Yep - we don't own PA. We own a splitter snake, monitor mixer, and IEM's. Everything's direct (electric drums, btw), except a small guitar combo that's fired sideways at relatively low volume. Each person's in charge of their own IEM mix, and being direct, there's very little bleed, so you can get whatever you want in your ears. If the club doesn't have house sound or we have a private party or festival, we just hire out production. Drop them the snake from our splitter and they handle FOH. We have guys that we've worked with enough that they know all the songs, know what they should sound like, know where to put the vocal effects, and it sounds great. We hire them enough that we get preferential treatment. If you can, that's the way to go, but you have to make enough to support it. We just add production cost on top of our price if it's required. But all of the regular bars we play have house sound.
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J. Dan

Acoustic/Electric stringed instruments ranging from 4 to 230 strings, hammered, picked, fingered, slapped, and plucked. Analog and Digital Electronic instruments, reeds, and throat/mouth.

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#2246430 - 11/18/10 03:56 AM Re: playing through the PA [Re: J. Dan]
picker Offline
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Registered: 06/13/04
Posts: 13106
Loc: Near 12th Street and Vine...
Originally Posted By: 80s-LZ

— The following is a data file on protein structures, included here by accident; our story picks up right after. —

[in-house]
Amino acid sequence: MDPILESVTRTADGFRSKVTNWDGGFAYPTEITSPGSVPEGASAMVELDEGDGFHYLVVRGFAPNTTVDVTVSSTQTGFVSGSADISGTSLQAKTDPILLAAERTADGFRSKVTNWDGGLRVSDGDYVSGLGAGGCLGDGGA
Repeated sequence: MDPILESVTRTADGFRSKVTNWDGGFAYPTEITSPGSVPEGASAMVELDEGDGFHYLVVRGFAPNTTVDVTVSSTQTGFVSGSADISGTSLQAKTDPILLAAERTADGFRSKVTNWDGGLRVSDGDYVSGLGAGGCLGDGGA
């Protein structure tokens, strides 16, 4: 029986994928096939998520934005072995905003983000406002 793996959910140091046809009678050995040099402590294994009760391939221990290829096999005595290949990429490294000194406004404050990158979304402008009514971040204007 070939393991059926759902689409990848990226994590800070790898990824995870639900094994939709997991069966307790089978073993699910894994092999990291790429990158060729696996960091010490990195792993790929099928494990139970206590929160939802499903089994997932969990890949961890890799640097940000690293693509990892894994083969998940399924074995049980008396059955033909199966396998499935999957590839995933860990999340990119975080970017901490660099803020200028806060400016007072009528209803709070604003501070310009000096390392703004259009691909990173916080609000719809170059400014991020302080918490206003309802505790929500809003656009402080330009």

...Everything's direct (electric drums, btw)...


Wow, how did you get your drummer to go for that? Every drummer I've ever worked with hated electronic drums.
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#2246482 - 11/18/10 08:23 AM Re: playing through the PA [Re: picker]
Russkull Offline
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Registered: 08/19/10
Posts: 600
Loc: So Cal
Originally Posted By: picker
Originally Posted By: 80s-LZ
...Everything's direct (electric drums, btw)...


Wow, how did you get your drummer to go for that? Every drummer I've ever worked with hated electronic drums.


Yeah no kidding!! I can't wait to hear how that happened. Also curious what kind of electronic kit it is.
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#2246504 - 11/18/10 09:32 AM Re: playing through the PA [Re: Russkull]
J. Dan Online   content
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Registered: 07/25/08